The latest firmware update for the Nintendo Switch has been hacked, only four hours after going live on the console.
Seeing as the update was largely designed to improve security features – alongside usual system maintenance – it's a testament to the abilities of the hacker community that Nintendo's work was undone so quickly.
But it's likely to be exasperating for Nintendo, which has never been keen on fans using its devices to mod games, play pirated titles, or add 'homebrew' emulators for unofficial (read: illegal) software.
While hacking a console itself isn't against the law, it does make the manufacturer's warranty void – and it makes the possibility of Nintendo bricking your Switch console in a new software update all the more likely.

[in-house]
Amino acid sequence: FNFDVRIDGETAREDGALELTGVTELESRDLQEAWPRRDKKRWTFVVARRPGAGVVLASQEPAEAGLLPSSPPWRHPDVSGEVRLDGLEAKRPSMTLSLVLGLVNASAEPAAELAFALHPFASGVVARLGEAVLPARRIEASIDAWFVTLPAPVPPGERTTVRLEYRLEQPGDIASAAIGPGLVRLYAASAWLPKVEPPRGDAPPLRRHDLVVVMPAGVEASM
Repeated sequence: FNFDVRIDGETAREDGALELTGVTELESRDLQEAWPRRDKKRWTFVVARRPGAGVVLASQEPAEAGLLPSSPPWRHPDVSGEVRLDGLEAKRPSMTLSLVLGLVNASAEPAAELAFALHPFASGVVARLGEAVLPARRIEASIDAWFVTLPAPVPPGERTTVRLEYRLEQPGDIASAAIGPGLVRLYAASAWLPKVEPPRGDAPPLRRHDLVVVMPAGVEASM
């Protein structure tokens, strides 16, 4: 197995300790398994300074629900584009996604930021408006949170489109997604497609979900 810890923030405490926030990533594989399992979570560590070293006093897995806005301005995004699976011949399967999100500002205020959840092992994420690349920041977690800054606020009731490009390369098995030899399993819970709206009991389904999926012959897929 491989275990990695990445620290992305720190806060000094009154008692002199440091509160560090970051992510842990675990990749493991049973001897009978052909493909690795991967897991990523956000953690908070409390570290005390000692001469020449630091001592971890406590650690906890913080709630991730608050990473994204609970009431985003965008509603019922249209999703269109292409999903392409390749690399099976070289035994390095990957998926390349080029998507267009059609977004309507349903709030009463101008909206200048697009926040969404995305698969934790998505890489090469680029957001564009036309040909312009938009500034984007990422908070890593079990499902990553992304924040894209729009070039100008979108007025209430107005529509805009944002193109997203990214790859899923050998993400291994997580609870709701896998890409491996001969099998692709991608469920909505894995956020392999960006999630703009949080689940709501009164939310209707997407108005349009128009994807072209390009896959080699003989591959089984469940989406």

A more secure tomorrow
So why is it so easy for hackers to get past the Switch's security measures?
The current-gen Switch model uses a Nvidia Tegra chip that clearly isn't proving too much trouble for experienced hackers or homebrew enthusiasts, even as Nintendo attempts to patch out the chip's security issues.
While Nintendo President Shuntaro has insisted a Nintendo Switch 2 isn't imminent, it may be that a new hardware model – or a quiet upgrade of the internal processor on the Switch production line – will be needed soon to tackle the console's current vulnerabilities.
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Henry is a freelance technology journalist, and former News & Features Editor for TechRadar, where he specialized in home entertainment gadgets such as TVs, projectors, soundbars, and smart speakers. Other bylines include Edge, T3, iMore, GamesRadar, NBC News, Healthline, and The Times.